With the exception of maybe hunter orange and a rifle, few pieces of equipment are more representative of the white-tailed deer hunting experience as a tree stand.

When scouting out places to hunt on public land, most hunters are looking for that perfect place to hang a stand about 16- to 20-feet against a tree to give them an advantage over their target. For hunters on private land, stands may sit for decades and include so many modern comforts, they resemble a child’s dream treehouse. Hunters using stands and ground blinds on public land in Arkansas, however, must have a “here today, gone tomorrow” attitude.

“According to Arkansas law, you may not leave anything out overnight on a wildlife management area, except blinds, trail cameras and stands,” Garrick Dugger, assistant chief of the Arkansas Game and Fish Commission’s Wildlife Management Division, said. “It’s public property that is available for everyone to hunt, so we have to make sure a single hunter or group of hunters doesn’t lay claim to an area for the entire season and keep other hunters from enjoying the opportunity to hunt.”

Stands and pop-up blinds on WMAs must have the owner’s name and address labeled on them and they must be moved at least 200 yards every seven days. While seven days may not seem like much time, it can be an eternity to wait if you are interested in hunting an area.

“During that time, I suggest other hunters give that person their space and maybe check out a few ‘Plan B’ areas,” Dugger said. “Public land hunters have to adapt to hunting pressure as well as the game, so it’s always good to have a few areas you have some confidence in if someone is already in a spot you wanted to hunt. It’s also good to scout nearby to make sure you arent’ setting up just out of sight of another hunter. It can be easy to set up just past a ridge or treeline from someone who is only about 200 yards away and not know it until the morning of your hunt when both of you show up in the same area.”

Dugger says setting up right next to another hunter’s stand with the hopes they won’t show that morning also is not advised. If that hunter does come to the woods, it can cause an unnecessary confrontation and a last-minute scramble to set up in a different location, both of which lower your chances of getting a deer as well as other hunters in the area.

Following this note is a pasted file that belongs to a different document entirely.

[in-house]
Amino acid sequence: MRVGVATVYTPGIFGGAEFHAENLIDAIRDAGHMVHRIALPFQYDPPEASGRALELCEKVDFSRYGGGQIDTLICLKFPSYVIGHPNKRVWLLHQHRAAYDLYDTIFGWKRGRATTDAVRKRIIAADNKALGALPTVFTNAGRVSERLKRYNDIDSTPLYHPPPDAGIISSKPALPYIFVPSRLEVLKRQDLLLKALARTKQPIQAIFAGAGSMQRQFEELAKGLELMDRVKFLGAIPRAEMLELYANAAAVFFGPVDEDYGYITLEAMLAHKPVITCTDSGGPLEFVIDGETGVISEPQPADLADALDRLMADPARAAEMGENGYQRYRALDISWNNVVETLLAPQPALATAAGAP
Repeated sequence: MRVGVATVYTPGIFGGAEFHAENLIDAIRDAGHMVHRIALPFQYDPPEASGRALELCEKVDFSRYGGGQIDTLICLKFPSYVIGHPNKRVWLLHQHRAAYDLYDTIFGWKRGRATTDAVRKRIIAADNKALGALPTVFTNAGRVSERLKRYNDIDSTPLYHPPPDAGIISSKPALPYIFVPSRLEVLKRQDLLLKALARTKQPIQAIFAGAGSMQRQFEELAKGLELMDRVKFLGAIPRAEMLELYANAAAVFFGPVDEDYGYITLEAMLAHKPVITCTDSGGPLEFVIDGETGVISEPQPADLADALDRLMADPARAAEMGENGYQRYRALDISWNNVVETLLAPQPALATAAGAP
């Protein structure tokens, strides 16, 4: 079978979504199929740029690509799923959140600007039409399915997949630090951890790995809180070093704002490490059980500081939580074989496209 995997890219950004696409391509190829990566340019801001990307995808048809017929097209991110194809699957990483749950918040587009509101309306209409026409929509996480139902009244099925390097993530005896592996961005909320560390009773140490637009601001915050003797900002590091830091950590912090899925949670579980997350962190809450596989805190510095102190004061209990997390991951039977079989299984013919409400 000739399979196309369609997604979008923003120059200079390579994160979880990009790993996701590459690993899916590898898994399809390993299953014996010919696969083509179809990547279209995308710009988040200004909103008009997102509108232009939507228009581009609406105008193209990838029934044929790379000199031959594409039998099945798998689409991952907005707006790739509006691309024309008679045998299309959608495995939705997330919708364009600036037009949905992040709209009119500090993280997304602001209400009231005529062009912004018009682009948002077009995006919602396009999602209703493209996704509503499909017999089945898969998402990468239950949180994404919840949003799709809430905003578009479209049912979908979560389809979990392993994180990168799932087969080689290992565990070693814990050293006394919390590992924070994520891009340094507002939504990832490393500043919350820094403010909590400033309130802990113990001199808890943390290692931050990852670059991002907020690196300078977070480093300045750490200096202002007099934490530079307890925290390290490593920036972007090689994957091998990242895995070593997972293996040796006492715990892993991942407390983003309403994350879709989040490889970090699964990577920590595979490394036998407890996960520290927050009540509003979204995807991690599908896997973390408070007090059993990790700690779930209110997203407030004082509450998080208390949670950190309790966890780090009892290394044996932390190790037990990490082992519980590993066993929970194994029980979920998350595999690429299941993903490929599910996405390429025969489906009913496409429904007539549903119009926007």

“We have literally millions of acres of public land in Arkansas to hunt, so let’s try to spread out and give each other some breathing room,” Dugger said.

If a stand does remain in an area for more than seven days, it’s also best not to try to hunt it or remove it yourself. Instead, call your local wildlife officer or the area headquarters to notify them of the violation.

“Be sure to include the GPS coordinates where the stand is or a good description of the location,” Dugger said. “We’ll contact the owner or remove the stand. It doesn’t matter if it’s on public land; if it isn’t yours, it’s not right to take it.”

Safety while in the stand should always be a top priority. No one should get in any treestand on public or private property without first putting on a full-body safety harness that’s in good working order. Although very few hunting accidents are reported each year, the vast majority of those accidents and fatalities that do occur are the result of a fall from a treestand.

“Most stands come with a full-body harness from the store, and there are plenty of comfortably-designed harnesses available on their own for a reasonable price,” Dugger said. “It’s just like a seatbelt in a car or a life vest in a boat, it doesn’t work if you don’t wear it.”

Safety also should be a priority for hunters who elect to use a ground blind. On public land, ground blinds must have some form of hunter orange visible from all sides of the blind to alert other hunters of your location.

“We still see a few hunters who don’t know that rule, and it’s important for safety on public land,” said Jeremy Brown, assistant Deer Program Coordinator. “On public land, you don’t know where other people may be set up, so being totally concealed at ground level with no hunter orange visible can lead to a possible accident because they can’t see you in the background. The deer don’t pay any attention to the hunter orange, and your movement is still contained, so it won’t affect your hunt other than to give you a little added safety.”

Even with the orange on the blind, hunters should still wear their hunter orange vest and hat any time they are in the woods. Many hunting accidents over the years have occurred just after a hunter shot at a deer and exited their blind or stand but failed to put their hunter orange during the excitement.

Hunters also should make note that cutting branches to create shooting lanes, brush in blinds or make room for a treestand also is not allowed. While a hunter can twist off a few small twigs and branches to fit their stand against the tree properly, the only cutting device allowed while hunting on a WMA is a hunting knife for field-dressing and skinning your game.

“You can gather some dead and downed limbs to form a ground blind or use a fallen treetop as a blind if you find one close to the area you want to hunt,” Dugger said. “A dead treetop in the right place can be one of the best blinds you will find, and you only need to bring a chair or a bucket to the woods with you to sit on and be comfortable.”

More information on treestands and blinds can be found on Page 73 of the 2020-21 Arkansas Hunting Guidebook. Downloadable copies of the book are available at www.agfc.com/guidebooks.